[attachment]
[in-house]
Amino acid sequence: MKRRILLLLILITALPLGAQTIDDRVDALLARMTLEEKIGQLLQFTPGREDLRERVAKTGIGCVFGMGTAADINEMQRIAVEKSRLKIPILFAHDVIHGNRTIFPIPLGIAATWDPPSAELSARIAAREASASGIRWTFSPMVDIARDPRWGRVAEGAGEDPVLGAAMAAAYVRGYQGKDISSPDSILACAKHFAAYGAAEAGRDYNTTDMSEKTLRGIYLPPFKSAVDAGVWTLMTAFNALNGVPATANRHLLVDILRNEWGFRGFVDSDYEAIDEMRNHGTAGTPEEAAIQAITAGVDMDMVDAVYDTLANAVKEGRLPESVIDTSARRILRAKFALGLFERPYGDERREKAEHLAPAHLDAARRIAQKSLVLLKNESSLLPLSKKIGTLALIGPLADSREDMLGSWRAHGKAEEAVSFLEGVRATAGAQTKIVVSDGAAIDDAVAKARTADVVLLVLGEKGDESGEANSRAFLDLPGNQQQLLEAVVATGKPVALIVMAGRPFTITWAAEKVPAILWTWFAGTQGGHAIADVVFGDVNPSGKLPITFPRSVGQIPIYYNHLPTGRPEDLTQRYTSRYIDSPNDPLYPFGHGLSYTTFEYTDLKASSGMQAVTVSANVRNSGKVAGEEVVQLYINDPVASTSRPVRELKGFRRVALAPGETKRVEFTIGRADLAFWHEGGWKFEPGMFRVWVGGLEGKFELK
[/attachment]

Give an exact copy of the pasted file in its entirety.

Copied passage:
[in-house]
Amino acid sequence: MKRRILLLLILITALPLGAQTIDDRVDALLARMTLEEKIGQLLQFTPGREDLRERVAKTGIGCVFGMGTAADINEMQRIAVEKSRLKIPILFAHDVIHGNRTIFPIPLGIAATWDPPSAELSARIAAREASASGIRWTFSPMVDIARDPRWGRVAEGAGEDPVLGAAMAAAYVRGYQGKDISSPDSILACAKHFAAYGAAEAGRDYNTTDMSEKTLRGIYLPPFKSAVDAGVWTLMTAFNALNGVPATANRHLLVDILRNEWGFRGFVDSDYEAIDEMRNHGTAGTPEEAAIQAITAGVDMDMVDAVYDTLANAVKEGRLPESVIDTSARRILRAKFALGLFERPYGDERREKAEHLAPAHLDAARRIAQKSLVLLKNESSLLPLSKKIGTLALIGPLADSREDMLGSWRAHGKAEEAVSFLEGVRATAGAQTKIVVSDGAAIDDAVAKARTADVVLLVLGEKGDESGEANSRAFLDLPGNQQQLLEAVVATGKPVALIVMAGRPFTITWAAEKVPAILWTWFAGTQGGHAIADVVFGDVNPSGKLPITFPRSVGQIPIYYNHLPTGRPEDLTQRYTSRYIDSPNDPLYPFGHGLSYTTFEYTDLKASSGMQAVTVSANVRNSGKVAGEEVVQLYINDPVASTSRPVRELKGFRRVALAPGETKRVEFTIGRADLAFWHEGGWKFEPGMFRVWVGGLEGKFELK